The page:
- Internet - Omar al-Bashir - Protest - Sudan
Anti-government protests in Sudan
Today on the net: anti-government protests in Sudan; a website showing how French funds are being used to rebuild Mali; and a video showcasing a new extreme sport…
Anti-government protests in Sudan
The president of Sudan Omar al-Bashir promised to raise the minimum wage on Sunday in a bid to placate demonstrators who have been protesting for the past week, slamming the dramatic rise in fuel prices prompted by the government’s decision to lift gasoline subsidies.
As we can see in these photos posted online by pro-democracy activist group Girifna, the rallies were violently repressed by police. The authorities, who are said to be responsible for the deaths of dozens of protesters since the start of the movement, claim the pictures have been staged.
The government maintains tight control over local media, but according to analysis from the team at Renesys, there was also a 24 hour Internet blackout on Wednesday. The outage in Sudan could well have been orchestrated by the authorities to stop demonstrators from coordinating protests or sharing reports from the scene on social networks.
So facing total censorship, computer specialists have set up this interactive map using the Ushahidi software. Citizens can submit reports of rallies, protests that have turned violent, arrests and other events via SMS and they will then be pegged to the crowd mapping platform.
The protest movement began after the country’s separation from South Sudan in 2011 left the nation facing a financial crisis, which has now taken a political turn. Protesters have taken to the streets and to the web calling for the ouster of Omar al-Bashir and a change in government.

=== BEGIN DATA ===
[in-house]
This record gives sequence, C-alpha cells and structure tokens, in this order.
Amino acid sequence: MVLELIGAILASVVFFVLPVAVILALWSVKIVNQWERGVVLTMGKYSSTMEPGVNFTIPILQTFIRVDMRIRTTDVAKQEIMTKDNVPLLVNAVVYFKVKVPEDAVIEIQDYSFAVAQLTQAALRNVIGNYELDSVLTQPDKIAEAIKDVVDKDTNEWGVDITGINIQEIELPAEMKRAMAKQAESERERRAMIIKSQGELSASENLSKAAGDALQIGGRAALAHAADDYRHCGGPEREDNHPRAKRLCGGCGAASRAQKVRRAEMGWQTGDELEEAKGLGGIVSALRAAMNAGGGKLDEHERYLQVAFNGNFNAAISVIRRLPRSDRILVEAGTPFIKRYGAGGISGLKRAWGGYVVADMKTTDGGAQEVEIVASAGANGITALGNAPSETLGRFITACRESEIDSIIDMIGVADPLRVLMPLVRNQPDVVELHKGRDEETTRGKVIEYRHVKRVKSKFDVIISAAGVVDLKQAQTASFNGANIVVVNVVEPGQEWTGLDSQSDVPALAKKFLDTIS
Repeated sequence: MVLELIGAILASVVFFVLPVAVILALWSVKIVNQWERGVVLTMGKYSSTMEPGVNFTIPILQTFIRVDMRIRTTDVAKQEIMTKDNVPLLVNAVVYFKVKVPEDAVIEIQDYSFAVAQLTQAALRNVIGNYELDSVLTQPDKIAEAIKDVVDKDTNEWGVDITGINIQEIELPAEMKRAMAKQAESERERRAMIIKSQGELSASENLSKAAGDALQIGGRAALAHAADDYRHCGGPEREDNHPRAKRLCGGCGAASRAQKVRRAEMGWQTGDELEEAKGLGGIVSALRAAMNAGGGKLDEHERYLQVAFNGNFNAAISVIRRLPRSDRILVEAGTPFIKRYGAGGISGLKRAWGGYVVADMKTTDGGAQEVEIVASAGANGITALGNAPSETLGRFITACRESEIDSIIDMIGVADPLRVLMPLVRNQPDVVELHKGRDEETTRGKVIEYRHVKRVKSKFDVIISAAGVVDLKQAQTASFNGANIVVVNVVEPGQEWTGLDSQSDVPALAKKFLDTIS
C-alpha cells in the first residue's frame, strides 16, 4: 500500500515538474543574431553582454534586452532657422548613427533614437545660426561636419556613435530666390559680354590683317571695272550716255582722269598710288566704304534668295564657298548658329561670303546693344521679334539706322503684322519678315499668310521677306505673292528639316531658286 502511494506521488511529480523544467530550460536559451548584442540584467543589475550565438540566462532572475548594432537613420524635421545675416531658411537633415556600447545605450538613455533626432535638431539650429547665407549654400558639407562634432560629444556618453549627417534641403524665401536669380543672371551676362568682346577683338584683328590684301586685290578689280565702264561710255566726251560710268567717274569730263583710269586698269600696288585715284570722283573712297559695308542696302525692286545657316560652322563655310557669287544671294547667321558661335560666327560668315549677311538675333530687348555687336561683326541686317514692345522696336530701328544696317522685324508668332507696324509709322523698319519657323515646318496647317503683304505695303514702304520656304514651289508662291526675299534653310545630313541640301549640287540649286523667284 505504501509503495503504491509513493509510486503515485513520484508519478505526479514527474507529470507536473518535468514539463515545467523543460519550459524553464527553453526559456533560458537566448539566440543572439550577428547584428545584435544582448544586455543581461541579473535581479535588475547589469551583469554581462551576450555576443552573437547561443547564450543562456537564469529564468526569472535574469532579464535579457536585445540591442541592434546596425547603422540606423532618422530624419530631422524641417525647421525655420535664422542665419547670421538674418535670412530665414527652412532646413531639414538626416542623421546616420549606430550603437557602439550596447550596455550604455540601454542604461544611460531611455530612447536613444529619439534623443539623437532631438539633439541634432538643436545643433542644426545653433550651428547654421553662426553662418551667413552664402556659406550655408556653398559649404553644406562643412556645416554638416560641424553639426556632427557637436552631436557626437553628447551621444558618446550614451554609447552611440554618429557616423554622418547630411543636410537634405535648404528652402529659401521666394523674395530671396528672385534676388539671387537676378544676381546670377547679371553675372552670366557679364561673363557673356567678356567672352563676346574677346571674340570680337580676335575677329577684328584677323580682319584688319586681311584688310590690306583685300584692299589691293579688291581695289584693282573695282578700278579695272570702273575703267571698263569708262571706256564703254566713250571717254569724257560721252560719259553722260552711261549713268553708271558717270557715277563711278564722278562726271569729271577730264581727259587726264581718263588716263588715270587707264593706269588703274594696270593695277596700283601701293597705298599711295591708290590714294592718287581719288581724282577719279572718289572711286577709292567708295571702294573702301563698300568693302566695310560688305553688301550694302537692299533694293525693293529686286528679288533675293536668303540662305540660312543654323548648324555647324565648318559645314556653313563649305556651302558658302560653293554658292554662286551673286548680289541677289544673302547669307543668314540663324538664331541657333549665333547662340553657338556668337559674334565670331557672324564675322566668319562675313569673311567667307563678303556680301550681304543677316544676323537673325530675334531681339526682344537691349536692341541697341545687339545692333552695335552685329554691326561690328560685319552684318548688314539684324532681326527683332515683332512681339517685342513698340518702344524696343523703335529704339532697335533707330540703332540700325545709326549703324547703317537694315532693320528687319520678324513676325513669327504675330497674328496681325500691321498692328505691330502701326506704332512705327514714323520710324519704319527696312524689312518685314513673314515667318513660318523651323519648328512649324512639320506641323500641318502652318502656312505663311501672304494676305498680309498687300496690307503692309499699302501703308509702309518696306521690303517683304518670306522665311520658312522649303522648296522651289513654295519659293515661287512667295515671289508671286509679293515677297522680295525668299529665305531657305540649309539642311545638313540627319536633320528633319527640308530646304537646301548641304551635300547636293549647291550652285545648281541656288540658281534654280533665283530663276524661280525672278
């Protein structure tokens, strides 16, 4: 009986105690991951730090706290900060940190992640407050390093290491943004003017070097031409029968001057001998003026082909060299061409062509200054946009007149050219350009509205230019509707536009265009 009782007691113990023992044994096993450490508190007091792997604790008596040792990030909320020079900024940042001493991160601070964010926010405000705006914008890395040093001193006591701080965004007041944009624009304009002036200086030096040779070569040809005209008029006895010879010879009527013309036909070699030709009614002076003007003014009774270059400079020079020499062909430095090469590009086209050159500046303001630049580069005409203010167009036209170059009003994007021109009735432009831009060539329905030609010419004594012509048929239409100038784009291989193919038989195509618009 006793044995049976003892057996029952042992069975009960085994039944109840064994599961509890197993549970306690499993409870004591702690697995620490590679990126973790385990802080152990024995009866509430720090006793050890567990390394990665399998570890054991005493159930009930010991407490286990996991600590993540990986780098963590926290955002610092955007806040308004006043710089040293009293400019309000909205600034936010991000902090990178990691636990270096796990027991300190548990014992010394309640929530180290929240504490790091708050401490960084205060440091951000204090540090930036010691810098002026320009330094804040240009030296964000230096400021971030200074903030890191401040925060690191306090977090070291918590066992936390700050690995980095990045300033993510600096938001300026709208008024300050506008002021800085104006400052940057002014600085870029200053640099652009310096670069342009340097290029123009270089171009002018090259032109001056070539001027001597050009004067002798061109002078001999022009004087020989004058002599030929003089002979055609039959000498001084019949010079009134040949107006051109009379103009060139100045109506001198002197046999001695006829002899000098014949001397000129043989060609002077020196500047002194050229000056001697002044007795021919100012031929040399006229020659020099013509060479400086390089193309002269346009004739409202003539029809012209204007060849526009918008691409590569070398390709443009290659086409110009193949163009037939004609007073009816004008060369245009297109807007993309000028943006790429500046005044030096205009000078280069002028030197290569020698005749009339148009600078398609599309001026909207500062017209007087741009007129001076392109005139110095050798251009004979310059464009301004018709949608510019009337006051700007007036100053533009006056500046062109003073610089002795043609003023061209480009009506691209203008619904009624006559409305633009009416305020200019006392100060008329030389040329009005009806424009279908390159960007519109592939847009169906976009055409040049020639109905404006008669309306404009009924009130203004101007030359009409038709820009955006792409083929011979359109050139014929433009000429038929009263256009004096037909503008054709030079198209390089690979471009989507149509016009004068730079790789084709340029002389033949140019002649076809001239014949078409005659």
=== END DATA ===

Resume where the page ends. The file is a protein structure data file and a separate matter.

Website shows how French funds are used to rebuild Mali
At the international donors’ conference “Together For a New Mali” held in Brussels back in May, France pledged to donate 280 million euros over two years to help fund development projects in Mali. The French government wants to be transparent about how the funds will be used and so has set up a website to document just that.
The platform is hosted on the website of the French Embassy in Bamako, and catalogues all the projects on an interactive map. Infrastructure works in the water or electricity sectors, humanitarian aid for displaced people, and also the funding of educational projects: any program that costs over 100 000 euros is detailed on this summary table which is regularly updated so that web users can follow the projects’ development.
The public can also get involved by reporting any anomalies. If visitors to the site notice an irregularity in one of the projects there is a contact form or telephone number available so they can report their concern via email or SMS.
As the Deputy Minister for Development Pascal Canfin explained in an interview for French daily “20 minutes”, the aim is to maximize the efficiency of French aid and protect against the misuse of public funds. If the project proves effective then it could be rolled out to cover other countries receiving aid from France.
Now trending on social networks
The final episode of the series Breaking Bad was aired on Sunday in the US, setting the web abuzz. Numerous companies have tried to cash in on the phenomenal success of the show that follows a chemistry teacher turned drug dealer, by posting Breaking Bad related and inspired ads on Twitter. And it’s not just the brand names trying to capitalize on the popularity of the series. The two main US political parties have also got in on the act, as we can see from the Republican and Democrat Twitter accounts…
Explore CERN with Google Street View
Take a look around the world’s largest particle physics laboratory, the European Organization for Nuclear Research, CERN, in Geneva, Switzerland, from the comfort of your own home. It’s now possible thanks to Google Street View. Web users can explore the labs, the control centers and the huge advanced particle accelerators over one hundred meters below ground. A fascinating project that will no doubt prove hugely popular with budding scientists everywhere…
Video of the day
Here’s a video for thrill seekers and adrenaline junkies… it’s a new extreme sport, and it’s called jetsurf. As we can see in these spectacular images, the motorized surfboard takes jet-surfers through the water at an astonishing pace as they pull off some pretty impressive moves along the way…